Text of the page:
50 Shades of Grey Area by Jan Needle
Phenomena like the Fifty Shades of Grey trilogy are a constant fascination to me. What they seem to show is that no one has any idea at all why some books take off and some don’t. Quality doesn’t seem to have anything to do with it at all. Crap novels become best sellers, wonderful novels become remainders. The big publishers throw money at some of their titles, and they still bomb. Word of mouth is meant to be king, yet everyone I know who has read Fifty Shades etc (or claims to have done so) is lukewarm. How many sold? Twenty million?
Thus I now crave your indulgence as friends, real and virtual, to name two books by two authors you won’t have heard of, and give you tasters of their work. This is done, naturally, with their full permission, and I have absolutely no commercial interest in either of them. One is a friend called Margaret, the other a friend called John. John’s book is a police procedural called No Place for Dinosaurs, and the other a weird and wonderful short novel called only ‘J’.
|Policeman's lot. Kindle cover by Matti Gardner|
John – whose full name, and writing name, is John Morrison – is an ex-detective inspector with a northern police force, whom I met when I ran a writing class/group a couple of years ago. The book was only two or three chapters then, and he read it out to us as he went along. Everybody threw in their two-pennyworth, and I threw in my ‘experience and expertise’.
We all thought that this book was something special (despite some eccentric punctuation, which will soon be fully ironed out.) Its USP to a lifelong fan of police procedurals like me is its extraordinary authenticity. John’s detectives, and his ‘victims’, and his evocation of miserable, early morning crime scenes, the reactions of a pair of parents when told their sixteen year old daughter has been raped and murdered, the social milieu of fellow cops and journalists, the drunken, needy landlord of the all night boozer they frequent – all these things are touchable, feelable, tasteable.
It has the peculiar effect of making time go slowly. Unlike most detective books, it is not telescoped to make it race along. From day to day the investigation sort of grinds. The parents, the police, everyone, is worn down by the complex hopelessness. You can see and feel people falling to pieces. It is not, to put it simply, romantic. Not in any way. It has the ring of awful truth. It feels as though you are an exhausted, hung over policeman, struggling constantly not to go under from the pressures. You understand how awful it must be, sometimes, to be a policeman. And although time goes slowly, the book is truly gripping. You know it happened. And is happening still…
My other book is harder to categorise, and I honestly don’t know how most people will react to it. It tells the story of an art student called J, who takes a job in a café to eke out her existence. She lives in an Edwardian terrace in Liverpool, and her landlady, she realises, is a ‘madame’. The gentlemen go in and out, quiet and respectable, and J watches them. And wonders.
One evening, after work, ‘Chef’ at the café invites her to share a bottle with him. Almost without her knowing why or how, J is full length on her back on the cool steel table, being…well, you name it, J really cannot. She knows she enjoys it, she does not know why, and it is not discussed. Again, there is a weird authenticity. Something inexplicable is happening, and the next night, it happens again – still inexplicably. She does not even know if she likes it, or whether she is doing something ‘wrong.’ At the end of every chapter, a different voice comments on the action, in the third person. And gives us some indication of J’s life before the brothel and steel table, the family life that is possibly so normal it is strange.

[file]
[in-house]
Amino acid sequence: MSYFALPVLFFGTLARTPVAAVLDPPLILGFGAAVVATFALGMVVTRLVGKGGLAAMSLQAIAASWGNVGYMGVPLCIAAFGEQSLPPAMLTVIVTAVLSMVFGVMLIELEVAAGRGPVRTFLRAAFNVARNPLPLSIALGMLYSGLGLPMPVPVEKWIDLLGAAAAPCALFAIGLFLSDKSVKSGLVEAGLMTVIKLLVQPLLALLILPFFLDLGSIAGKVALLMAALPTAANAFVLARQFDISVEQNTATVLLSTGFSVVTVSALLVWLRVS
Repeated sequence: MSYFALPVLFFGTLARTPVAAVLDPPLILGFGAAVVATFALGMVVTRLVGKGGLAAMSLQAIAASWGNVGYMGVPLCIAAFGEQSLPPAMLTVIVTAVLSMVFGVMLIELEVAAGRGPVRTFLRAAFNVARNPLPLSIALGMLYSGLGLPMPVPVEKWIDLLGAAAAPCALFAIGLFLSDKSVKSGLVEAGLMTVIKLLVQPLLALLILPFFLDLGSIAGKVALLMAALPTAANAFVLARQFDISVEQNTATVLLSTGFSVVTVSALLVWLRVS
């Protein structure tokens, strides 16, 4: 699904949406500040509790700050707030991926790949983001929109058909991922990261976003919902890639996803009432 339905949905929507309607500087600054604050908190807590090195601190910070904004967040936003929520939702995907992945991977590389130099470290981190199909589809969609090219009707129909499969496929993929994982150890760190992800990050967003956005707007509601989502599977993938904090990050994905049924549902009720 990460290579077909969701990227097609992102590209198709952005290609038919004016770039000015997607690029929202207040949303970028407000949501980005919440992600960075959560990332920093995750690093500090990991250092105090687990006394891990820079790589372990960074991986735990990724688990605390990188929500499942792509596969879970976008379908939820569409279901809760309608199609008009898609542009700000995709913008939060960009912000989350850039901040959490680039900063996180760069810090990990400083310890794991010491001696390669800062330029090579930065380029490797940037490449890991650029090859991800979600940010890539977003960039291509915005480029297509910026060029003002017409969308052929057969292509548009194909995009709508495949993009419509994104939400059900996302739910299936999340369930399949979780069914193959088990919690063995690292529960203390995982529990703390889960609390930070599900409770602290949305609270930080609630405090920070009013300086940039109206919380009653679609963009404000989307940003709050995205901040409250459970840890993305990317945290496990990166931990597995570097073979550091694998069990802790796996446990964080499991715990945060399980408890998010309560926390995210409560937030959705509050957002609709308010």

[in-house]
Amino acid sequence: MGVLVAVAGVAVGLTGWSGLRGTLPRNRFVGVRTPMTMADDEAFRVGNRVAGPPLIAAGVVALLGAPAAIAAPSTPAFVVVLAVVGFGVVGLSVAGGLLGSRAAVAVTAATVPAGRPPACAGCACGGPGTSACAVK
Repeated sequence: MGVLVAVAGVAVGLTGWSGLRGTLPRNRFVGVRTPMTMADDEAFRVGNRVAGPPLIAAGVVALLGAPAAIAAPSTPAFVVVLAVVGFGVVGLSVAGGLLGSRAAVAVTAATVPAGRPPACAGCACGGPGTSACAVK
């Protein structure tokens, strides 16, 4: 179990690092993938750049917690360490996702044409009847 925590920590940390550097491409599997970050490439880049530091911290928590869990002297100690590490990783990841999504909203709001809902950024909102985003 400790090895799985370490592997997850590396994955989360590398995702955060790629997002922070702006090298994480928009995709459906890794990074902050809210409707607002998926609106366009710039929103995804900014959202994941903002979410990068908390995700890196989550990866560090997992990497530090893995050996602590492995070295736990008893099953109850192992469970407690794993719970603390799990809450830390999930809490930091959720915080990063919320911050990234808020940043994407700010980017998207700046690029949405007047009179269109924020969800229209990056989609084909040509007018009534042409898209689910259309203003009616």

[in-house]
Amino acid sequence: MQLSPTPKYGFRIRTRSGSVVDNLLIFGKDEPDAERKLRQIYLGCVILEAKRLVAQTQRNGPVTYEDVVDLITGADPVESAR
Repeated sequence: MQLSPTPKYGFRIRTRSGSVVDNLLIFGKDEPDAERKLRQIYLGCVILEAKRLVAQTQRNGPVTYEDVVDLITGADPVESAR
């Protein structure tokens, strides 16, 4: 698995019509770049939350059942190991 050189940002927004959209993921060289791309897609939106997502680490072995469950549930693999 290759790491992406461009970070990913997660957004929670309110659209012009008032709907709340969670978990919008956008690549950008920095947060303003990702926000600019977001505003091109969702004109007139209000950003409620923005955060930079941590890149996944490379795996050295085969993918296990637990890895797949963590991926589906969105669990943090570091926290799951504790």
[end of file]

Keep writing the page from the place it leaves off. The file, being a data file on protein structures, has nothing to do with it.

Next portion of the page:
|Frank, exotic, and disturbing|
The friend who wrote it is not called Margaret McCann, and she is in fact a well known northern artist. She, like me, is not completely sure about what the book says, or means, and she is afraid some people might find it pornographic. Certainly the sex is extraordinarily frank, and extraordinarily detailed, and (to little old down-country me?) amazingly exotic. Quite honestly, I did not know some of the practices and devices ‘inflicted’ on J by Chef (and later her landlady) existed. Exotic, yes. Erotic? Well, I’m not so sure. And while J herself is brutalised, exploited, prostituted – she never feels that she is a victim, or that Chef and his friends are abusing her. Whether or not it is anything like Fifty Shades, etc, I’m not likely to find out. But if that trilogy is dull, J is not. It is gripping, throat grabbing, and disturbing.
It went the usual dreary round of the ‘profession,’ with agents and publishers making the usual claims about how 'mega' it could be. No one published it, though; you know the story - it's the story, probably, of Shades of Grey. It’s due out now under my imprint Skinback Books, which is a label and a logo intended to act as a focus in an overcrowded world. Any money it might earn goes straight to Margaret McCann.
|The criminal side of crime|
I’ve sorted out some extracts of both these novels, to feature on my website janneedle.com with blurbs and pointers. Have a look. See if you mght agree.
In the meantime, onwards and upwards. I spend so much time in the virtual world these days that I still haven’t finished the sequel to Kicking Off But it won’t be long now.
And a PS from the ‘real’ world. I’ve just read a book called Gone Girl, by Gillian Flynn. It’s astonishing, and uncategorisable. Except to say that if you love Kate Atkinson (and I do, I do, I do!) you’ll love this too. It kept me up all night.
No Place for Dinosaurs
No Place for Dinosaurs
Review of Kicking Off: http://indieebookreview.wordpress.com/category/thrillercrime/page/2/
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